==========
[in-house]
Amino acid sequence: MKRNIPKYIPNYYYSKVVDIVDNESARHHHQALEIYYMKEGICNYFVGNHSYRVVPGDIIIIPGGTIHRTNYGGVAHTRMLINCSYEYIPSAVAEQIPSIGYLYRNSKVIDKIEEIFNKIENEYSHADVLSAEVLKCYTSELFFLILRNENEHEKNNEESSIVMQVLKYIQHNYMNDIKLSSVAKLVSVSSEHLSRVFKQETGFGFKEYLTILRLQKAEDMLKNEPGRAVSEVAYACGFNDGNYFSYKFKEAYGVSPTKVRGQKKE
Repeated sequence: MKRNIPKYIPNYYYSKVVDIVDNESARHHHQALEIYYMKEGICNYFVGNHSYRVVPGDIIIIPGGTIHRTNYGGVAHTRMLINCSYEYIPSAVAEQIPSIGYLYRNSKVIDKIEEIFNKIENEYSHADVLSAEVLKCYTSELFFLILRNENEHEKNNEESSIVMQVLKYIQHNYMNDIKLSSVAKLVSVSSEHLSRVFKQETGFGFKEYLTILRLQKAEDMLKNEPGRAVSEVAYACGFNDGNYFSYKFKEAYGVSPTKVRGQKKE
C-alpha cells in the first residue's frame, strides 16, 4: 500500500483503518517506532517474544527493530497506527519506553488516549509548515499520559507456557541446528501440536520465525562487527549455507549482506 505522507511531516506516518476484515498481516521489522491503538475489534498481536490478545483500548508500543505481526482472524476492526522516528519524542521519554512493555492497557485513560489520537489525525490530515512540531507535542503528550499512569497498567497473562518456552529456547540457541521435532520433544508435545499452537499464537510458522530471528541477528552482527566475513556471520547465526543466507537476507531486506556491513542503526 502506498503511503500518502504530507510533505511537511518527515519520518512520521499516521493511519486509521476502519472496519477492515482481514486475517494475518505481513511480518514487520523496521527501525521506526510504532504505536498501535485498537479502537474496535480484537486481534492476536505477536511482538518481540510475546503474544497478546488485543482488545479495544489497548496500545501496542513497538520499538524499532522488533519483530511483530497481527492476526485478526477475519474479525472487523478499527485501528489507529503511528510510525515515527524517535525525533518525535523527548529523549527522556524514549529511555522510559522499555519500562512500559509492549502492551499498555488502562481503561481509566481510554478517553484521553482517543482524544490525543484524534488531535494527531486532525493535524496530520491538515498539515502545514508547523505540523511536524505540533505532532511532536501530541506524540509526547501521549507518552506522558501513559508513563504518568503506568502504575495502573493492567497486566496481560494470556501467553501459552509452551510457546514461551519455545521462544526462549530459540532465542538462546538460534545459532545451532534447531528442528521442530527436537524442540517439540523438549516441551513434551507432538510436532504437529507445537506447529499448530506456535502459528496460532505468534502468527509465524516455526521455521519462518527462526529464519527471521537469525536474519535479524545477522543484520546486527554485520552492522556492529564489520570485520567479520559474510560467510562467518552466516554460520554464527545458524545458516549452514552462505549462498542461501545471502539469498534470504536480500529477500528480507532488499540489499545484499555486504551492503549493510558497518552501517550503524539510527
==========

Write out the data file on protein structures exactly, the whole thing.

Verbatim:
[in-house]
Amino acid sequence: MKRNIPKYIPNYYYSKVVDIVDNESARHHHQALEIYYMKEGICNYFVGNHSYRVVPGDIIIIPGGTIHRTNYGGVAHTRMLINCSYEYIPSAVAEQIPSIGYLYRNSKVIDKIEEIFNKIENEYSHADVLSAEVLKCYTSELFFLILRNENEHEKNNEESSIVMQVLKYIQHNYMNDIKLSSVAKLVSVSSEHLSRVFKQETGFGFKEYLTILRLQKAEDMLKNEPGRAVSEVAYACGFNDGNYFSYKFKEAYGVSPTKVRGQKKE
Repeated sequence: MKRNIPKYIPNYYYSKVVDIVDNESARHHHQALEIYYMKEGICNYFVGNHSYRVVPGDIIIIPGGTIHRTNYGGVAHTRMLINCSYEYIPSAVAEQIPSIGYLYRNSKVIDKIEEIFNKIENEYSHADVLSAEVLKCYTSELFFLILRNENEHEKNNEESSIVMQVLKYIQHNYMNDIKLSSVAKLVSVSSEHLSRVFKQETGFGFKEYLTILRLQKAEDMLKNEPGRAVSEVAYACGFNDGNYFSYKFKEAYGVSPTKVRGQKKE
C-alpha cells in the first residue's frame, strides 16, 4: 500500500483503518517506532517474544527493530497506527519506553488516549509548515499520559507456557541446528501440536520465525562487527549455507549482506 505522507511531516506516518476484515498481516521489522491503538475489534498481536490478545483500548508500543505481526482472524476492526522516528519524542521519554512493555492497557485513560489520537489525525490530515512540531507535542503528550499512569497498567497473562518456552529456547540457541521435532520433544508435545499452537499464537510458522530471528541477528552482527566475513556471520547465526543466507537476507531486506556491513542503526 502506498503511503500518502504530507510533505511537511518527515519520518512520521499516521493511519486509521476502519472496519477492515482481514486475517494475518505481513511480518514487520523496521527501525521506526510504532504505536498501535485498537479502537474496535480484537486481534492476536505477536511482538518481540510475546503474544497478546488485543482488545479495544489497548496500545501496542513497538520499538524499532522488533519483530511483530497481527492476526485478526477475519474479525472487523478499527485501528489507529503511528510510525515515527524517535525525533518525535523527548529523549527522556524514549529511555522510559522499555519500562512500559509492549502492551499498555488502562481503561481509566481510554478517553484521553482517543482524544490525543484524534488531535494527531486532525493535524496530520491538515498539515502545514508547523505540523511536524505540533505532532511532536501530541506524540509526547501521549507518552506522558501513559508513563504518568503506568502504575495502573493492567497486566496481560494470556501467553501459552509452551510457546514461551519455545521462544526462549530459540532465542538462546538460534545459532545451532534447531528442528521442530527436537524442540517439540523438549516441551513434551507432538510436532504437529507445537506447529499448530506456535502459528496460532505468534502468527509465524516455526521455521519462518527462526529464519527471521537469525536474519535479524545477522543484520546486527554485520552492522556492529564489520570485520567479520559474510560467510562467518552466516554460520554464527545458524545458516549452514552462505549462498542461501545471502539469498534470504536480500529477500528480507532488499540489499545484499555486504551492503549493510558497518552501517550503524539510527